In this July 27, 2020, file photo, a nurse prepares a shot that is part of a possible COVID-19 vaccine in Binghamton, New York. Credit: Hans Pennink / AP

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Jabbar Fazeli is a geriatrician in southern Maine.

When New York was going through its COVID-19 peak, long-term care facilities were months away from becoming a priority in terms of testing availability and personal protective equipment distribution.

With a COVID-19 vaccine on the horizon, it remains to be seen if staff and residents in long-term care will be considered a top priority, ahead of other priorities, in terms of actual planning and distribution.

I hope I am preaching to the choir when I say that protecting the elderly in nursing homes and assisted living facilities is essential in reducing mortality from the second wave of COVID-19. Prioritizing this segment of the population is not just a moral responsibility, but is also practically beneficial in controlling the pandemic. The fewer outbreaks in these facilities, the more availability of hospital resources for the general public. Outbreaks in facilities drain precious resources in the battle against the virus.

Vaccination plans for the elderly in long-term care facilities does not start and end with vaccinating all the residents. Most of these residents have numerous co-morbidities and are unlikely to have as positive of a response to a vaccine as the staff who care for them. Controlling COVID-19 in long-term care facilities has always centered around controlling the infection among staff, and this remains true when it comes to vaccination.

Vaccinating staff in long-term care facilities should be the very first step in this process as they are more likely than the residents to mount a response to the vaccination and stop the infection from reaching the residents. The secondary step of vaccinating elderly residents will provide additional protection, but is unlikely to exceed the protection gained from vaccinating staff and caregivers.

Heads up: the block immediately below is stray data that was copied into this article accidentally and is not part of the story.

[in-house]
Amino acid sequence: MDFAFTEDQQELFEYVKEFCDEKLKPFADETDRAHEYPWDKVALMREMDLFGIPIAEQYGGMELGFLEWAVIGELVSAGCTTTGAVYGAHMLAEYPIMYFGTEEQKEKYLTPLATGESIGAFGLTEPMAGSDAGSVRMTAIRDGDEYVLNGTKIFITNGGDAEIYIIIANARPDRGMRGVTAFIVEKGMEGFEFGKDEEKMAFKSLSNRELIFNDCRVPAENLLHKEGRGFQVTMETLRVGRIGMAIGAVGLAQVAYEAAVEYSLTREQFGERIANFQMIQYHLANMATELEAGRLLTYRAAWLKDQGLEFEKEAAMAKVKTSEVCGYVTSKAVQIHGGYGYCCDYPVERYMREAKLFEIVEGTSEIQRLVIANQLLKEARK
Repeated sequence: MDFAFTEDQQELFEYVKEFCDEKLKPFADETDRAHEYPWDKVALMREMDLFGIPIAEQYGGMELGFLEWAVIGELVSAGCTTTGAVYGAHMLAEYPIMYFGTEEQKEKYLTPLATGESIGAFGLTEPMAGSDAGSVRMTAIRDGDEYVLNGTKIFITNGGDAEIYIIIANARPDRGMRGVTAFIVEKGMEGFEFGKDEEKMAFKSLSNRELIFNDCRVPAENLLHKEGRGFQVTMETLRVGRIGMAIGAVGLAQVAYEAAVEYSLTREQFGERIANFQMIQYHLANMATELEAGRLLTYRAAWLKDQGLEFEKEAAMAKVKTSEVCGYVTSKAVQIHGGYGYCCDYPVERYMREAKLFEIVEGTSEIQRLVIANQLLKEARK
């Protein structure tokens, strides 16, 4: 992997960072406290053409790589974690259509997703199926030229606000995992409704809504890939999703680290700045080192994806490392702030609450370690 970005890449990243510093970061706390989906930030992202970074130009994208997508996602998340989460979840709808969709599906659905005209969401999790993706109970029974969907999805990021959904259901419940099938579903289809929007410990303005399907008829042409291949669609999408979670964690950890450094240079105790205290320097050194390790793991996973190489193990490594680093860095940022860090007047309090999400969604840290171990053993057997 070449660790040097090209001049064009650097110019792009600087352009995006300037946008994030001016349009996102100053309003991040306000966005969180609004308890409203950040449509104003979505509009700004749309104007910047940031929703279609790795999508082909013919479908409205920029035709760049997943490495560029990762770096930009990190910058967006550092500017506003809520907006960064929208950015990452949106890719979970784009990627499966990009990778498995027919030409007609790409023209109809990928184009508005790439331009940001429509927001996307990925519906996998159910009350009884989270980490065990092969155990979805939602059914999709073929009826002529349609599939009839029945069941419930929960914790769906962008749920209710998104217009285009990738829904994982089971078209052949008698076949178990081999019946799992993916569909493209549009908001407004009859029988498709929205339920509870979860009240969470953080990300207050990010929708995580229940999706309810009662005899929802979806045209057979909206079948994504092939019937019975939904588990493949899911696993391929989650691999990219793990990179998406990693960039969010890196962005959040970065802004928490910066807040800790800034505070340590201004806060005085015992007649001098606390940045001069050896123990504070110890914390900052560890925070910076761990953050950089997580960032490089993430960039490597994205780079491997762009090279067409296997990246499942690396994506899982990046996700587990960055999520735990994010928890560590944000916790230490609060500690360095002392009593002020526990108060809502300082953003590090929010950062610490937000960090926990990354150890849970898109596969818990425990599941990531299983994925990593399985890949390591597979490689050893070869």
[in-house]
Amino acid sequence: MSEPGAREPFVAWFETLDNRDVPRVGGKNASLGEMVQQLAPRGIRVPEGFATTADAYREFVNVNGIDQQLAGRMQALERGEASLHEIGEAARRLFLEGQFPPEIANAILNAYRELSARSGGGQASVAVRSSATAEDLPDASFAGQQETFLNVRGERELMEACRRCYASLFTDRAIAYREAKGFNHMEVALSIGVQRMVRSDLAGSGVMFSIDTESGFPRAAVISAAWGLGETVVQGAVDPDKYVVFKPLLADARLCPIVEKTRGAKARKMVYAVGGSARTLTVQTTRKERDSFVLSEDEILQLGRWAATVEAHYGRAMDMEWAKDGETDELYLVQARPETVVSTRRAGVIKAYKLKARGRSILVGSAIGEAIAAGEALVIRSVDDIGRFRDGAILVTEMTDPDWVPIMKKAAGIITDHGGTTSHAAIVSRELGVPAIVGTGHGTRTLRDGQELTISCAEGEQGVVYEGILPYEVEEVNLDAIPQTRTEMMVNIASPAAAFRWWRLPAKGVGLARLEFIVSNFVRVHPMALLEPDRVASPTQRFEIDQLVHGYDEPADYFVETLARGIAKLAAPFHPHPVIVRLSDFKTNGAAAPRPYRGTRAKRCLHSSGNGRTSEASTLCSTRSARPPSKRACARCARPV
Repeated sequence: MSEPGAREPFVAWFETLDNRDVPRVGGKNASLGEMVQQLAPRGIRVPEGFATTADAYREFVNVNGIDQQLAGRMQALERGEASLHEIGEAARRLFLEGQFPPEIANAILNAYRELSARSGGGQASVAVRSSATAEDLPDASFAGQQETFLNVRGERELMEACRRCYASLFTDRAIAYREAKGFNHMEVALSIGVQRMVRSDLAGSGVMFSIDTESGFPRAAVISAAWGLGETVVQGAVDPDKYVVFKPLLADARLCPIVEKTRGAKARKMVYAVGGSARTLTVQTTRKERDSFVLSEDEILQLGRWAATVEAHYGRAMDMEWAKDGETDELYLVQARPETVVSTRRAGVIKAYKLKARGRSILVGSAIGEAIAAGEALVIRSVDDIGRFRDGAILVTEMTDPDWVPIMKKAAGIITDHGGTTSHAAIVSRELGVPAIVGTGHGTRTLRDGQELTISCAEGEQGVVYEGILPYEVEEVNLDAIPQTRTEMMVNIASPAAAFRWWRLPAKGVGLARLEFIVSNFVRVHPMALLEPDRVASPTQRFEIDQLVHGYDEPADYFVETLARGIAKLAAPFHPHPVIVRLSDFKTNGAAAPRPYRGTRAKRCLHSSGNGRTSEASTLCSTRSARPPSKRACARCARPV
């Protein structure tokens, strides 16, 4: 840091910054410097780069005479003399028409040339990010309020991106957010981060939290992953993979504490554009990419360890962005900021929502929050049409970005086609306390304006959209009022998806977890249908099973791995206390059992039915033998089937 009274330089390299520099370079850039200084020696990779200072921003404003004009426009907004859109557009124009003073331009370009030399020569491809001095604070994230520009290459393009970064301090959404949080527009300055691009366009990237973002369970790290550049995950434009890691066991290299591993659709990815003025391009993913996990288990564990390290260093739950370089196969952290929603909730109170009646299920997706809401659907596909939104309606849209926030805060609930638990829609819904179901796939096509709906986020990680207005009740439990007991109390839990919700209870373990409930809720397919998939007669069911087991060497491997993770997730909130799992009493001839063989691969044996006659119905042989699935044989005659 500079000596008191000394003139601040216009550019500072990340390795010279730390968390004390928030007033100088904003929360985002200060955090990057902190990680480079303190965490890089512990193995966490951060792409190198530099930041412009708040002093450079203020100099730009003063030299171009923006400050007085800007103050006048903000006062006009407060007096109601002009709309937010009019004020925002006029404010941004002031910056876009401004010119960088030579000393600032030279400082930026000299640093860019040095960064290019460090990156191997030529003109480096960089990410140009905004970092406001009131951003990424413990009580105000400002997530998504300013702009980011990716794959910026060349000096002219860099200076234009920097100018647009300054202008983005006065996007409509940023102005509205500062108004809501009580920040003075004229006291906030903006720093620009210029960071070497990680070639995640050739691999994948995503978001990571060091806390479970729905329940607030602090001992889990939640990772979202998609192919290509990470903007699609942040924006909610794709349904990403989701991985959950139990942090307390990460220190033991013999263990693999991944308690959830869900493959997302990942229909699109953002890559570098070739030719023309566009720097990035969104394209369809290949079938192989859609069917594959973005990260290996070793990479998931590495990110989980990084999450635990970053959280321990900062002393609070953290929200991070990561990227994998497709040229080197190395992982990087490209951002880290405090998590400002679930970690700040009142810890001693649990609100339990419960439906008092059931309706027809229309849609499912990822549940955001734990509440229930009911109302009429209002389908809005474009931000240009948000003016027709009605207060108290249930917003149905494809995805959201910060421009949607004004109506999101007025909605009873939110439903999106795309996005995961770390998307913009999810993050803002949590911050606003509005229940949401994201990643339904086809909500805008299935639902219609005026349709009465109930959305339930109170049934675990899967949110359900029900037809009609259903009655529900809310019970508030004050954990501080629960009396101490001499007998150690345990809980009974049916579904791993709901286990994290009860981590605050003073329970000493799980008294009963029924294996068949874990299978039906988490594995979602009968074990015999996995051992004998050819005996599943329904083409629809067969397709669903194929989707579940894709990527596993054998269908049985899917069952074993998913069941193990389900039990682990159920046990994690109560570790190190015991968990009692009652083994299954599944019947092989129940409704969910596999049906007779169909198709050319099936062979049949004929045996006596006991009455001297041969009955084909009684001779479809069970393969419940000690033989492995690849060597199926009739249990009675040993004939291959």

Planners should be aware that some staff may opt not to vaccinate if given a choice. That is due to the concerns about the safety of the vaccine given the accelerated development timetable.

In addition to a possible state mandate for vaccination of health care workers to protect patients, it is equally important to address some of the staff concerns that are mostly caused by disinformation around vaccination in general and the COVID-19 vaccine in particular.

One basic piece of information is that while safety is being monitored throughout the vaccine trial process, the safety of vaccines is established during phase one of a vaccine trial. Phase two is to establish the right dosage, and phase three is to determine whether a vaccine actually works in triggering an immune response and to protect from future infection.

There is no hiding the fact that the process is indeed being rushed at phase three of the trials and some trials have combined phase two and three to save time. This, however, doesn’t compromise the safety elements.

The main issue with this speedy process is that the vaccines may not be as effective as expected. We should also note that there is no greed factor here, because the companies producing the vaccines are already paid in advance for the millions of vaccines already produced in the hope that they might work. Rolling out a defective product would only damage the reputation of a company without any financial gain. One would also expect that the many scientists and U.S. universities involved in monitoring and reviewing the trial data would keep the public informed of any issues.

Like the flu vaccine, the COVID-19 vaccine is designed to trick the immune system into thinking that the body is infected with the virus, and while most will only feel muscle discomfort at the injection site, some might develop mild symptoms mimicking a viral infection. Sooner or later some will claim that the vaccine gave them COVID-19, just like some now say that flu shots give them the flu. This myth, and others, need to be addressed head on through a vaccination campaign in facilities and around the state.

In order to ensure that everyone is doing their part, the state needs to mandate insurance carriers to cover vaccines as well as COVID-19 test screening of health care workers, which is not yet universally covered.

Finally, it is important to remind ourselves that out of the million-plus COVID-19 deaths in the world in the past 10 months, not a single death was caused by a vaccine.